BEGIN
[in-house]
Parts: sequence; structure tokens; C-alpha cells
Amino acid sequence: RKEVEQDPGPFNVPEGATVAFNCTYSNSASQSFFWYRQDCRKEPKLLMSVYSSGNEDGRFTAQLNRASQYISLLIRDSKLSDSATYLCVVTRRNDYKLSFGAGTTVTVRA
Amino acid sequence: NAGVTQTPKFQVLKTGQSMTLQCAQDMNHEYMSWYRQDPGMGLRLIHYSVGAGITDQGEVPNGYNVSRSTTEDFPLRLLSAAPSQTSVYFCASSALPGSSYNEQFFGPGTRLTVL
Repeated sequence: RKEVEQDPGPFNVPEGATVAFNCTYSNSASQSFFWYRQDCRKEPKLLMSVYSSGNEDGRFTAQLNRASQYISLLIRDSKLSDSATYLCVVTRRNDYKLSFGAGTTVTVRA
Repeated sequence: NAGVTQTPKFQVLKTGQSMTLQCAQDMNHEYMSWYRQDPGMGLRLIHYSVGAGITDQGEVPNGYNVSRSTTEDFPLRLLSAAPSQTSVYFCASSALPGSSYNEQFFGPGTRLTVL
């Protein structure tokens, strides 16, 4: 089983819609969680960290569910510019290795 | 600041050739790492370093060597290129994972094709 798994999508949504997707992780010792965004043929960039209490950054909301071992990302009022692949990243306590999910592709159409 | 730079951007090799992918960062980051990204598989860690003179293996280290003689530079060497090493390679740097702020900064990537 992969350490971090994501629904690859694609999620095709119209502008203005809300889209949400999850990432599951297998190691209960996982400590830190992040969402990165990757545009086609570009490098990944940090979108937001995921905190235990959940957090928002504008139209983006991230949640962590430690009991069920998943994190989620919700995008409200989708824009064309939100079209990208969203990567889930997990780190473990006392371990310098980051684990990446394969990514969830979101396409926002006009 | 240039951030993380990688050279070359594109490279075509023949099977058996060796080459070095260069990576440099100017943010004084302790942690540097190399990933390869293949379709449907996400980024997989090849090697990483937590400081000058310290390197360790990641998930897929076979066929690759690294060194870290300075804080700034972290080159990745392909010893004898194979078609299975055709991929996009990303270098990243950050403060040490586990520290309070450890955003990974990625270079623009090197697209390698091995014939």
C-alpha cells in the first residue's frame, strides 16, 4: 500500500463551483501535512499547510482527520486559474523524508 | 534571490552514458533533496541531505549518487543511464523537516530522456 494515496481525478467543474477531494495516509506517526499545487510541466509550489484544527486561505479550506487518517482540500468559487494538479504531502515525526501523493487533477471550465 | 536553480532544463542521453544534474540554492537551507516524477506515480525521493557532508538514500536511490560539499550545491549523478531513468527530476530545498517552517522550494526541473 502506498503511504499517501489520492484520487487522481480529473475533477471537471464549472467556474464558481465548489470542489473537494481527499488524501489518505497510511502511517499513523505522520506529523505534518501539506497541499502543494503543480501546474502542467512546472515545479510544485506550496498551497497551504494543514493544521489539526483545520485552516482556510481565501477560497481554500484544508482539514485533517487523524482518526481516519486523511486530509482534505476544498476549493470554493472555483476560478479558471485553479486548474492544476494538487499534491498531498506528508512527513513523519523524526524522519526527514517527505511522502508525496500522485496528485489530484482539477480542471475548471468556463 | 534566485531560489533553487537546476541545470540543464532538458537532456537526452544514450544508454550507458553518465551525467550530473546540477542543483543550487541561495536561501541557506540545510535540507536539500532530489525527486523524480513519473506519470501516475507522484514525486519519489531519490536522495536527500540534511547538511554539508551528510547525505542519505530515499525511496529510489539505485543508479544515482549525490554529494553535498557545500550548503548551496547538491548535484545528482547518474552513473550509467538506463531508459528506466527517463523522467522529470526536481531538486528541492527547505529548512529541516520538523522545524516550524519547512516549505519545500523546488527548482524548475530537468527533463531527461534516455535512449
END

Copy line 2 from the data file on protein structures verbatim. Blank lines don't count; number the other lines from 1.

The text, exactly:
Parts: sequence; structure tokens; C-alpha cells